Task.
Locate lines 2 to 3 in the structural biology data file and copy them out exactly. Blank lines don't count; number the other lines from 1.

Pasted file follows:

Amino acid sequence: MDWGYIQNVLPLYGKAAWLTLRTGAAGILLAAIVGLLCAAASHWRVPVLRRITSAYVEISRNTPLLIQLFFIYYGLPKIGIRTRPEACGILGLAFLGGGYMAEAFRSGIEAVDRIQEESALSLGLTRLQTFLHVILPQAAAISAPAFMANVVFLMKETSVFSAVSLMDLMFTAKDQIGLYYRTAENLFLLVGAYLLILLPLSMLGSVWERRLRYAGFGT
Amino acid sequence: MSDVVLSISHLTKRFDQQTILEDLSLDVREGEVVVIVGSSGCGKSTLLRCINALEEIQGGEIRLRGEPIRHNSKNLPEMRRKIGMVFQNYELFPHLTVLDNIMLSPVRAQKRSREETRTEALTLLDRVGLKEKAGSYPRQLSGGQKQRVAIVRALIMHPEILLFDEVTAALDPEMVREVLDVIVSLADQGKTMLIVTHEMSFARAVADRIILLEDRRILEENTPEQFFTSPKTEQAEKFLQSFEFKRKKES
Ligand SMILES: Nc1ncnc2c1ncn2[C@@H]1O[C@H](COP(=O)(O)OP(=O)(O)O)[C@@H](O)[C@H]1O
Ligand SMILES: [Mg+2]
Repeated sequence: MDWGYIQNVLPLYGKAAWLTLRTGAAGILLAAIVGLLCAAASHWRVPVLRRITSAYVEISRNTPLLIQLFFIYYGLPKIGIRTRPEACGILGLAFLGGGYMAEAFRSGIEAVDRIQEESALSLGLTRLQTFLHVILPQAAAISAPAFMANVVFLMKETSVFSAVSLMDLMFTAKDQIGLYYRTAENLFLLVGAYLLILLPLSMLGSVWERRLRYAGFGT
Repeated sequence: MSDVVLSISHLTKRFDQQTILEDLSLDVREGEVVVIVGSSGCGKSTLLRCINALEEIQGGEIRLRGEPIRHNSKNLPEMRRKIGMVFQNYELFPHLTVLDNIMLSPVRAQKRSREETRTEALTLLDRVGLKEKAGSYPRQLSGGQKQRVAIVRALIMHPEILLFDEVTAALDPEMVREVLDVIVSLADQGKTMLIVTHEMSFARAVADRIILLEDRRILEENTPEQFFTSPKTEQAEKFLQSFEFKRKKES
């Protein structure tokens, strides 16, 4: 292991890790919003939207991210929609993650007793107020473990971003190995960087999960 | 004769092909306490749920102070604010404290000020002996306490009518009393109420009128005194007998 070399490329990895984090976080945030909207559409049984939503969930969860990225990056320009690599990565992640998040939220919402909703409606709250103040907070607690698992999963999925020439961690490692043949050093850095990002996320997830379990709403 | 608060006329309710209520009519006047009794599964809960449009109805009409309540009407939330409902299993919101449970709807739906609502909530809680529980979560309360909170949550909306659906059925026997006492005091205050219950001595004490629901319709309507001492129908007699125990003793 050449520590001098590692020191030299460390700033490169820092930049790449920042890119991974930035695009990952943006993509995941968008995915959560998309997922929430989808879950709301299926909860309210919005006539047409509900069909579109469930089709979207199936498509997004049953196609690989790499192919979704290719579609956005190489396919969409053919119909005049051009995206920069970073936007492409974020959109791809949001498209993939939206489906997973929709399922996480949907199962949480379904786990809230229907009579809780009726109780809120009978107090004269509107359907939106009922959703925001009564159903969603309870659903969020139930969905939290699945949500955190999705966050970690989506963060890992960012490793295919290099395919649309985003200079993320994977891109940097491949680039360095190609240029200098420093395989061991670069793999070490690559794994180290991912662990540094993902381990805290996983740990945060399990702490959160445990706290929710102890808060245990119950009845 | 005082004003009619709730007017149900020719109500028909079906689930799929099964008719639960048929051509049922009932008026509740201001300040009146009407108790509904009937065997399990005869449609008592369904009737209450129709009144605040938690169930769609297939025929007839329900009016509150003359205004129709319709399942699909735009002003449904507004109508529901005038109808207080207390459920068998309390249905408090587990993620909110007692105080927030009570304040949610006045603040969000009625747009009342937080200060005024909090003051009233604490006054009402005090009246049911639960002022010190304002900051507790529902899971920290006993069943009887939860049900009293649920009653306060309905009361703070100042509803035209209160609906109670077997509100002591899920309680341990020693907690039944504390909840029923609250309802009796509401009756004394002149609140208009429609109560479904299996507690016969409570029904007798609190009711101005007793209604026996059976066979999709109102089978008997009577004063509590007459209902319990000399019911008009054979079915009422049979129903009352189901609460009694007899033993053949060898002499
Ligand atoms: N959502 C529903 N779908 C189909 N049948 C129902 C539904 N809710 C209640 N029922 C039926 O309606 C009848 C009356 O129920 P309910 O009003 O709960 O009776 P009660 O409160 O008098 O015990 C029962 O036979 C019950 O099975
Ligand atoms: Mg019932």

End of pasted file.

Amino acid sequence: MSDVVLSISHLTKRFDQQTILEDLSLDVREGEVVVIVGSSGCGKSTLLRCINALEEIQGGEIRLRGEPIRHNSKNLPEMRRKIGMVFQNYELFPHLTVLDNIMLSPVRAQKRSREETRTEALTLLDRVGLKEKAGSYPRQLSGGQKQRVAIVRALIMHPEILLFDEVTAALDPEMVREVLDVIVSLADQGKTMLIVTHEMSFARAVADRIILLEDRRILEENTPEQFFTSPKTEQAEKFLQSFEFKRKKES
Ligand SMILES: Nc1ncnc2c1ncn2[C@@H]1O[C@H](COP(=O)(O)OP(=O)(O)O)[C@@H](O)[C@H]1O